Several months after filing with USCIS: USCIS will schedule a biometric appointment. An appointment will be scheduled for each individual applicant, during which their photo and fingerprints will be taken.  A copy of this appointment notice will be sent to you at your home address as well as to Meltzer Hellrung. Due to unprecedented case volume and COVID-related operational challenges, biometrics appointments are taking several months to be scheduled.

3-6 months of filing with USCIS: If applications for Employment Authorization Document (EAD) and Advance Parole (AP) were filed, the approvals will be issued. Applicants will be notified of approval by notice sent to Meltzer Hellrung and the applicant.

Several months after biometrics (if priority date is still current): An interview notice will be issued. USCIS requests an interview with every applicant before approving an application. During your interview, you will be asked questions regarding your immigrant petition (I-140) and the biographical information contained in your I-485. Family members are typically scheduled to attend these interviews together. Your Meltzer Hellrung Attorney will schedule a phone call with you to prepare for the interview and answer any questions you may have.

Within 30 days of interview: USCIS issues a green card and a welcome notice to the applicant. The green card is valid for a period of 10 years and can be renewed indefinitely so long as the applicant remains a permanent resident of the United States. A permanent resident is then eligible to apply for citizenship after five years of permanent residency.

Throughout the approval process, Meltzer Hellrung will continue to provide both general updates as well as case specific information as it is received. Please contact your designated Meltzer Hellrung Attorney with any additional questions.

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Holiday Travel Tips for Foreign Nationals

Posted November 4, 2020Articles

The holidays are quickly approaching, and for foreign nationals planning to travel abroad now is a great time to ensure that all immigration documents are in order and to be aware of the current travel restrictions.

COVID-19 Travel Bans and Travelling to Third Countries

The impact of COVID-19 is felt differently in each country, with various restrictions from mandatory quarantine to closed borders. Foreign nationals are encouraged to keep up to date on the continuously evolving restrictions before planning to travel. Additionally, there is an active Presidential Proclamation restricting entry for nonimmigrants who have visited certain countries during the 14-day period preceding their entry or attempted entry to the U.S. As of today, these countries include China, Iran, United Kingdom (England, Scotland, Wales, Northern Ireland), Republic of Ireland, Brazil, and the European Schengen area (Austria, Belgium, Czech Republic, Denmark, Estonia, Finland, France, Germany, Greece, Hungary, Iceland, Italy, Lativa, Liechtenstein, Lithuania, Luxembourg, Malta, Netherlands, Norway, Poland, Portugal, Slovakia, Slovenia, Spain, Sweden, Switzerland, Monaco, San Marino, Vatican City).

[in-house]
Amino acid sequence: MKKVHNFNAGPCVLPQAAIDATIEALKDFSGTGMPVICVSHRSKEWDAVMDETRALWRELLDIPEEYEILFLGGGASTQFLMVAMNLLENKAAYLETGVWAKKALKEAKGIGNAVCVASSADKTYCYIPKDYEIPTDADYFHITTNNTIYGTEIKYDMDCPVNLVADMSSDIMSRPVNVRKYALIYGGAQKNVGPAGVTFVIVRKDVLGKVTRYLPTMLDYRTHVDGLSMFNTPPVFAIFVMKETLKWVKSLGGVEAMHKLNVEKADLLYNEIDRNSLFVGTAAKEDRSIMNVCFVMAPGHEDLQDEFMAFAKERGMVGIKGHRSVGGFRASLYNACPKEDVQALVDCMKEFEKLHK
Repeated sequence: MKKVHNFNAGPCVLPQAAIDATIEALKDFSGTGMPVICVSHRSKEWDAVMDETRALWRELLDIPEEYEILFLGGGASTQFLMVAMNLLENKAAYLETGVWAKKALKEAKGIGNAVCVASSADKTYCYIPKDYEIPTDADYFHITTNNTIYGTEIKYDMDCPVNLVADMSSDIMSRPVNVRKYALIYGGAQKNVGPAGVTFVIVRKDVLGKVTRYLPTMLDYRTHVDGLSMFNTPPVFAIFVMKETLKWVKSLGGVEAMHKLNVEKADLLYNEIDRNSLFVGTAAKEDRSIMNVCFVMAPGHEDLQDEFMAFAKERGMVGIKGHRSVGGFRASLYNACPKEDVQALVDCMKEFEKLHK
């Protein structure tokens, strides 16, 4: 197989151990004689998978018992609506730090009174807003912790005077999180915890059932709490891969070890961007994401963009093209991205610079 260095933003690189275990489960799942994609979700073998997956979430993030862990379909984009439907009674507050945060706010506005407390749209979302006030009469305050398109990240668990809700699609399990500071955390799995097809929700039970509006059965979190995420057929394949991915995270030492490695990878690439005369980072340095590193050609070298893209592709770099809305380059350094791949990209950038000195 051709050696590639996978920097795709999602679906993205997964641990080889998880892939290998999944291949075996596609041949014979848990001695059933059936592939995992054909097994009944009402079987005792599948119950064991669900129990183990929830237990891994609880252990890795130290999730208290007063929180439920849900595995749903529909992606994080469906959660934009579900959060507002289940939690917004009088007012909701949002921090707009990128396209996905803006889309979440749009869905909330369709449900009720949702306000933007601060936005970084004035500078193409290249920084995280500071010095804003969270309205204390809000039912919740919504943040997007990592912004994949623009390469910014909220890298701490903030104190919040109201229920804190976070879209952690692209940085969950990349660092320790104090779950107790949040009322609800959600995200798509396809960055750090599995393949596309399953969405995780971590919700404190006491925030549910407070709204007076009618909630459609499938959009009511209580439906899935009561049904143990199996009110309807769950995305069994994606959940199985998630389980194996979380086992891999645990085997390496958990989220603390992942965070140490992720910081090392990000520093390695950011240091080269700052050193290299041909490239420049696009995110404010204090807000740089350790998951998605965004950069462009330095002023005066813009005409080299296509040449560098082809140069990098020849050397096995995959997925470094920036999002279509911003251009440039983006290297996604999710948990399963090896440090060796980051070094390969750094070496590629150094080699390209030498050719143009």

Additionally, when you come back to the United States there are many states with a mandatory 14-day quarantine. This is continuously changing, and we recommend checking the state’s COVID restrictions before flying back into the United States.

Presidential Proclamation Restricting H-1B, H-2B, L-1 and J-1 (and Dependents) from Entering the U.S.

President Trump signed a Presidential Proclamation in June 2020 that restricts the ability of nonimmigrant visa holders in H-1B, H-2B, L-1 and J-1 status from entering the U.S. There are exceptions for this proclamation for individuals who:

  • Are inside the U.S. at the time of the proclamation
  • Have a valid nonimmigrant visa, advance parole or other U.S. travel document as of the date of this proclamation
  • Are lawful permanent residents of the U.S.
  • Are the spouse or child of a a U.S. Citizen
  • Are seeking to enter the U.S. to provide temporary labor or services essential to the U.S. food supply chain

A recent court decision also provides exceptions for employees of companies who are members of U.S. Chamber of Commerce, the National Retail Federation, Technet and Intrax.

If you or your employees are any of these statuses and plan to travel, please reach out to your designated Meltzer Hellrung attorney to ensure you will be able to re-enter.

Eligibility for Visas, Delays, and Exceptions

In general, nonimmigrants with an expired visa stamp will need to obtain a new one before returning to the U.S. There is an exception for those with a valid I-94 travelling only to Canada or Mexico for fewer than 30 days, who meet certain criteria, through a process called automatic revalidation. Citizens from Iran, Sudan, or Syria with an expired visa, as well as those who have applied and are waiting for a visa stamp, or had a visa denied, will need to obtain a valid visa stamp regardless of the length of stay in Canada or Mexico.

Those travelling to other countries or who plan to stay in Canada or Mexico for more than 30 days, should plan to obtain a new visa stamp before returning to the U.S. It is possible that it may take months to obtain an appointment due to COVID-19.

It is also important that the visa stamp be valid for the correct visa category. For example, if an individual changed from F-1 to H-1B on October 1 and has not yet received a new visa stamp, that person will need a new H-1B visa stamp to re-enter the country.